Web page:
We will never rid the sport of drugs. But the harder we make it on the offenders, the more chance an honest trainer has of making a living.
Gerrit Troisi asks: Is there anything that could bring you out of retirement?
Great question. I retired after cutting back because of some health issues that thankfully are in the rear window. I basically lost my client base because they wanted a young hungry trainer instead of an old hungry trainer.
In 2016-17, I trained some horses for Bob Key and with one exception they were very slow. Jimmy (Takter) asked me one morning at the Meadowlands after qualifying a colt for me, “Why are you training a horse like that?” I knew that day that the writing was on the wall, this is not what I needed to do with my life.
After spending the last three weeks in the mystical world of the Red Mile, my answer would be an emphatic yes. That’s the good news, the bad news is that to return I would have some caveats that may eliminate me from going forward.
I could not train for new people in the business. I love training horses, but it’s too late in my life to train owners. Basically, if established owners would give me a handful of top colts and fillies, I would return. I really have no desire to attempt creating miracles at this stage of my life.
Billy Owens asks: How is it possible that the race office at the Red Mile let Manchego, Atlanta, and Plunge Blue Chip be entered in the same division of the Filly Kentucky Futurity?
I am sorry Billy but you can’t blame it on the race office. Rules to prevent this kind of aberration must be written in the conditions of the stake itself and has nothing to do with policy or rules of the racetrack. Years ago, the Hambletonian society added some new rules to there stake that included dividing top money earners, the Meadowlands followed suit by adding that condition to the Meadowlands Pace.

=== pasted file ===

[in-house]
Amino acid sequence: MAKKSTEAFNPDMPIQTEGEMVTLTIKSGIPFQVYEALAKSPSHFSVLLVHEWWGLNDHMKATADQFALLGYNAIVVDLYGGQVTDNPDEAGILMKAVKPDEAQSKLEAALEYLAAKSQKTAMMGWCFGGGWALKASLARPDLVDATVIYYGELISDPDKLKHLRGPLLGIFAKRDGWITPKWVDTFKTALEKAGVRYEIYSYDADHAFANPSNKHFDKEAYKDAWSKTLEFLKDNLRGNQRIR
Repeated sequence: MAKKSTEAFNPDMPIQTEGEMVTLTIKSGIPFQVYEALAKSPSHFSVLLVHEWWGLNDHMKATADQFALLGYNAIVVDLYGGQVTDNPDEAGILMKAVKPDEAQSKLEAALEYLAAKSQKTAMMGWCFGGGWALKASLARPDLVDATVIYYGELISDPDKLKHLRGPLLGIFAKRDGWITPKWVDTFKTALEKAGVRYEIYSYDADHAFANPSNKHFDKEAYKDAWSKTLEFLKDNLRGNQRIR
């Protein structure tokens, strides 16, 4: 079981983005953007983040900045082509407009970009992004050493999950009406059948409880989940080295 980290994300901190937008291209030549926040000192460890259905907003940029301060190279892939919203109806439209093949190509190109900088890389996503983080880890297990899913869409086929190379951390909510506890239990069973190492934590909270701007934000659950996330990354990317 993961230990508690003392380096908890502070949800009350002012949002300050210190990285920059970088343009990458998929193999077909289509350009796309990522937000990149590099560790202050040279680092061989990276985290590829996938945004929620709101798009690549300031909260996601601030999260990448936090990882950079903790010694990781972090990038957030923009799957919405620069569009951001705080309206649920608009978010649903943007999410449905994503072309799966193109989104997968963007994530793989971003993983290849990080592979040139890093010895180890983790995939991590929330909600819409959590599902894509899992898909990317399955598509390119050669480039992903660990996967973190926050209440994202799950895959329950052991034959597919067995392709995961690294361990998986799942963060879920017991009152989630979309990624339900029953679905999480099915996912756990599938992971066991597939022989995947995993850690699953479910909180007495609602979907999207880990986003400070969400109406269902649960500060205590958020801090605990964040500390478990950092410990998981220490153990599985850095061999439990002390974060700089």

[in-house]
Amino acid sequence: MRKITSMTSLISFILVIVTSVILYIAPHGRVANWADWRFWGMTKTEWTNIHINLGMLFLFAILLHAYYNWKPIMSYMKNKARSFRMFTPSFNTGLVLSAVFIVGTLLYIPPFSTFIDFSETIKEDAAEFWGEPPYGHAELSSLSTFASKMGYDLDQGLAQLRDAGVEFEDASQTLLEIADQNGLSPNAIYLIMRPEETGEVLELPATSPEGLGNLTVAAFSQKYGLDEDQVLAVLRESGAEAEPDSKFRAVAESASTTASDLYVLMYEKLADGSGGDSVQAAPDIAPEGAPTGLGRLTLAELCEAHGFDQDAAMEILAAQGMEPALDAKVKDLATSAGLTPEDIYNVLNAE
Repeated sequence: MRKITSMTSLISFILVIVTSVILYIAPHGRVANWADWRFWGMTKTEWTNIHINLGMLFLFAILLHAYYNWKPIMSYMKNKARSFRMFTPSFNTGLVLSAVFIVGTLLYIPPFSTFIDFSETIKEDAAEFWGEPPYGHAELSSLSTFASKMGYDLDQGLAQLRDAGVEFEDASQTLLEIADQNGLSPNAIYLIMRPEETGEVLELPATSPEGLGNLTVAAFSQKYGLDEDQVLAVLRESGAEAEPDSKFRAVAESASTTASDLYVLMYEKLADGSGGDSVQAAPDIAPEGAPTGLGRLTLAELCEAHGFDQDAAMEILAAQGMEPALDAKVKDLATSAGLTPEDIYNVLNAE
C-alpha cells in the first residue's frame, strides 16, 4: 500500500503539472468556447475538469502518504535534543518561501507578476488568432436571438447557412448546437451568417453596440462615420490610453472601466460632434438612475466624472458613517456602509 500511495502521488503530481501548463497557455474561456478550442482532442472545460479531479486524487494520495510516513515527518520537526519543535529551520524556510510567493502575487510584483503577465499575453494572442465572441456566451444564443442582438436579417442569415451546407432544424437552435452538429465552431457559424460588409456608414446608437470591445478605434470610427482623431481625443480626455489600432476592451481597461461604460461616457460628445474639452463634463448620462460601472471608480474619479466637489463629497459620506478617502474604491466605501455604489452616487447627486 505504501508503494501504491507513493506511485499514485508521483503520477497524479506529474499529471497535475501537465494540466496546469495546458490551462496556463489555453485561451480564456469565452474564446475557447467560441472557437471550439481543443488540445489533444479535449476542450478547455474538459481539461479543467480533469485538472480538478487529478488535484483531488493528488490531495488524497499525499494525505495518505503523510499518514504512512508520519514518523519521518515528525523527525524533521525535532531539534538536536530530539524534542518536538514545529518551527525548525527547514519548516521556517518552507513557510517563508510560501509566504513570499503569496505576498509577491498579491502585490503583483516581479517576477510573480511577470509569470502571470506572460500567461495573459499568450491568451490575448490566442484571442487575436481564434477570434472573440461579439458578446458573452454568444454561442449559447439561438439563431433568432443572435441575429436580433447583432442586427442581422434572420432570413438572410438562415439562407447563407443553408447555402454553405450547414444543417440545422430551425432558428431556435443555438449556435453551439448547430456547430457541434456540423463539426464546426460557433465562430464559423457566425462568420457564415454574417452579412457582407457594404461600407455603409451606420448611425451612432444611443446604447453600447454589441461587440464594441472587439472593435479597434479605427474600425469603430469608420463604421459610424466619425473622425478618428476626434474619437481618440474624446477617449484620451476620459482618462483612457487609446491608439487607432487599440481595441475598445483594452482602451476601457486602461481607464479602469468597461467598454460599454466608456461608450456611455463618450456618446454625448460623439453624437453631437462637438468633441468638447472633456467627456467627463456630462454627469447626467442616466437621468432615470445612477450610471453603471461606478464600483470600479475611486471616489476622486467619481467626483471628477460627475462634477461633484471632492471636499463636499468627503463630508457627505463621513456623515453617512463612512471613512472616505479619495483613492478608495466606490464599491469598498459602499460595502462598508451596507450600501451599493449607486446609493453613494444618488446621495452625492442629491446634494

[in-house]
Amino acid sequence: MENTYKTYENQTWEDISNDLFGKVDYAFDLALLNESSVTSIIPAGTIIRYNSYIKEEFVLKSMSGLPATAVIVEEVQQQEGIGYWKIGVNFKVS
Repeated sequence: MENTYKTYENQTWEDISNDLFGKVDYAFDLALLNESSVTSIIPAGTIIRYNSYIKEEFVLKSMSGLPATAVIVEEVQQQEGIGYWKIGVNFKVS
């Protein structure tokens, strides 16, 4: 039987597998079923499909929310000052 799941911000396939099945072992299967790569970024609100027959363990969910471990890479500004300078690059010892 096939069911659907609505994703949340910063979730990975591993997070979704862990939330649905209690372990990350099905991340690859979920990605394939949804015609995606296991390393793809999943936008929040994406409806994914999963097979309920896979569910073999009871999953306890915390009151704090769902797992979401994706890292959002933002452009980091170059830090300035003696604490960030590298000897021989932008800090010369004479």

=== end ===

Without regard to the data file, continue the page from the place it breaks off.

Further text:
I am certain that no rule as that exists in the stake conditions of the Kentucky Futurities or the situation of which you speak would not have existed. I am glad you bring this up as I can appeal to the powers that be to create an addenda to the existing conditions of the races to include the provision of splitting highest money earners in the future.
Billy Bigler asks: Why does the standardbred condition sheet offer so much money to claiming horses and the thoroughbred book offer so much more money to maidens?
I really don’t know why but I will tell you that to me it’s ass backwards. It’s seems the thoroughbred tracks support the breeder far more than we do. It makes no sense to me that a runner can race in a maiden race for as much as $130,000 and our top would be $13,000. That divergence is insane. What’s wrong with this picture: Owner #1 buys a colt for $100,000 he then pays training bills for eight months and also makes stake payments and can pocket $6,000 when he wins a maiden race. Owner # 2 claims a horse for $12,000 and can pocket $6,000 if he wins the next week, one week’s training bills and no stakes payments. On the other hand, a thoroughbred owner can pay $100,000 for a colt and get back half his investment when he wins a maiden. To me this scenario makes no sense. I am fully aware we don’t have the money for $100,000 maiden races, but we could race for $25,000 and increase the interest in the yearling market. A transition like this would even improve the numbers at the great sale we all witnessed in Kentucky last week. It would have little impact on the top of the market but it would bolster the prices on the middle and lower end of the market.
Thanks to all my readers for the positive comments that I received in Kentucky. I truly appreciate them. I did get some negative feedback due to my lack of ability as a handicapper. HRU has a plethora of capable writers on the staff therefore I will try my best to eliminate any further attempts at selecting winners for you. Have a wonderful week.